The FINANCIAL -- Steven J. Law, chief legal officer and general counsel of the U.S. Chamber of Commerce, on March 15 issued the following statement on the Chamber’s petition asking the U.S. Environmental Protection Agency (EPA) to reconsider the endangerment finding that triggers Clean Air Act regulation of greenhouse gases.
“The Chamber believes that the right way to reduce greenhouse gas emissions in the atmosphere is through bipartisan legislation and comprehensive international agreement. The wrong way is through the EPA’s endangerment finding, which triggers Clean Air Act regulation.
“Today, the Chamber petitioned the EPA to reconsider its endangerment finding in light of new information that became available only after the close of the period for public comment. The Chamber has also asked the EPA to stay the endangerment finding until the Agency has an opportunity to act on the Chamber’s petition for reconsideration. The Chamber’s petition focuses exclusively on admissions made by the EPA and also by the Department of Transportation, and not on scientific issues related to climate change or endangerment.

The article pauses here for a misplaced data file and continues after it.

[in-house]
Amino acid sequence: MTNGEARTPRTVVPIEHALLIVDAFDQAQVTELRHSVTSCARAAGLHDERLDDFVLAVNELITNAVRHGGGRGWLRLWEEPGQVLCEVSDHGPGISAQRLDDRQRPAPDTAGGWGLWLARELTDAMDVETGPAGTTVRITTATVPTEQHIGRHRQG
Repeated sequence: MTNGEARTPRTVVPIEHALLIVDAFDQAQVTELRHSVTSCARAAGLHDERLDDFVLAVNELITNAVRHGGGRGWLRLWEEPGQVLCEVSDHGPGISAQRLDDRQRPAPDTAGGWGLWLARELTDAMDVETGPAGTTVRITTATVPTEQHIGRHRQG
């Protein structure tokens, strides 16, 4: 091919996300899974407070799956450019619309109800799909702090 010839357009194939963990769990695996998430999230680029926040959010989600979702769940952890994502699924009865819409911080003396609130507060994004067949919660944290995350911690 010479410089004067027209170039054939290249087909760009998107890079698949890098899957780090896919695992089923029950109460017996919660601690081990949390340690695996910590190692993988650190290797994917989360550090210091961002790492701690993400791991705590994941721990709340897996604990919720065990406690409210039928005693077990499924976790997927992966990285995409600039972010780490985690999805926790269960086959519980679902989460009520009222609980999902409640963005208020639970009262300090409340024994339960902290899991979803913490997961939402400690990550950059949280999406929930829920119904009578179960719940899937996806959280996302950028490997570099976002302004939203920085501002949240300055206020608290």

“The Chamber has long warned that regulating greenhouse gases under the Clean Air Act would be bad for jobs and local economies. Last October, four months after the deadline for the public to submit comments on the endangerment finding, the Agency formally acknowledged the ‘absurdity’ of regulating greenhouse gases under the Clean Air Act.
“According to the EPA, regulating greenhouse gases under the Act would subject an additional 6 million small facilities – including hospitals, small farms, restaurants, hotels and office buildings – to an onerous and costly permitting process. The EPA has admitted that such an unprecedented regulatory expansion would ‘paralyze’ and ‘overwhelm’ permitting authorities, leaving businesses waiting months or even years to get the permits they need to keep operating. This admission by the EPA undermines the basis for the endangerment finding, and justifies reopening the process.
“We continue to call for Congress to address climate change policy through the legislative process, rather than having the government misapply environmental statutes like the Clean Air Act or Endangered Species Act that were not created to regulate greenhouse gases.”